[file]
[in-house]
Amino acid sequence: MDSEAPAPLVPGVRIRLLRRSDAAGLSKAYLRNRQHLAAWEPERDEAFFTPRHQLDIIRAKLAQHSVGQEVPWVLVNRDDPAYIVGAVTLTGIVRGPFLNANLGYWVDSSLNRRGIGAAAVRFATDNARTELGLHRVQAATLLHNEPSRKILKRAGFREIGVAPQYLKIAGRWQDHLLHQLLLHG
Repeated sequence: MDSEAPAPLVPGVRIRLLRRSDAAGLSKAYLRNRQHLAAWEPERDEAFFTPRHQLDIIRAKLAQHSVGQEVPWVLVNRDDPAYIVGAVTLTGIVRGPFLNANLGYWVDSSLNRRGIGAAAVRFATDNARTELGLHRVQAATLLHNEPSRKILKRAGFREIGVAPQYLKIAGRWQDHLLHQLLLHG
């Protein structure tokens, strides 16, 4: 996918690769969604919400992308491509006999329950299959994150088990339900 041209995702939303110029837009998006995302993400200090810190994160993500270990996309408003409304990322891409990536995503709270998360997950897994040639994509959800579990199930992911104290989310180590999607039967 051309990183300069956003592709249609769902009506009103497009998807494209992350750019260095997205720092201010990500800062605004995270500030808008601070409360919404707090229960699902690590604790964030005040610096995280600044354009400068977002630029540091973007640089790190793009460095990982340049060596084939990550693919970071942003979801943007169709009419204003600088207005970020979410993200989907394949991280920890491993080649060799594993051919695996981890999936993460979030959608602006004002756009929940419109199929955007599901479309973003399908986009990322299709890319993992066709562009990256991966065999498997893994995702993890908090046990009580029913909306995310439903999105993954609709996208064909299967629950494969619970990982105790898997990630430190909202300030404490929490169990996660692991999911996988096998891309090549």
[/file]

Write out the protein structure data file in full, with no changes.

[in-house]
Amino acid sequence: MDSEAPAPLVPGVRIRLLRRSDAAGLSKAYLRNRQHLAAWEPERDEAFFTPRHQLDIIRAKLAQHSVGQEVPWVLVNRDDPAYIVGAVTLTGIVRGPFLNANLGYWVDSSLNRRGIGAAAVRFATDNARTELGLHRVQAATLLHNEPSRKILKRAGFREIGVAPQYLKIAGRWQDHLLHQLLLHG
Repeated sequence: MDSEAPAPLVPGVRIRLLRRSDAAGLSKAYLRNRQHLAAWEPERDEAFFTPRHQLDIIRAKLAQHSVGQEVPWVLVNRDDPAYIVGAVTLTGIVRGPFLNANLGYWVDSSLNRRGIGAAAVRFATDNARTELGLHRVQAATLLHNEPSRKILKRAGFREIGVAPQYLKIAGRWQDHLLHQLLLHG
């Protein structure tokens, strides 16, 4: 996918690769969604919400992308491509006999329950299959994150088990339900 041209995702939303110029837009998006995302993400200090810190994160993500270990996309408003409304990322891409990536995503709270998360997950897994040639994509959800579990199930992911104290989310180590999607039967 051309990183300069956003592709249609769902009506009103497009998807494209992350750019260095997205720092201010990500800062605004995270500030808008601070409360919404707090229960699902690590604790964030005040610096995280600044354009400068977002630029540091973007640089790190793009460095990982340049060596084939990550693919970071942003979801943007169709009419204003600088207005970020979410993200989907394949991280920890491993080649060799594993051919695996981890999936993460979030959608602006004002756009929940419109199929955007599901479309973003399908986009990322299709890319993992066709562009990256991966065999498997893994995702993890908090046990009580029913909306995310439903999105993954609709996208064909299967629950494969619970990982105790898997990630430190909202300030404490929490169990996660692991999911996988096998891309090549």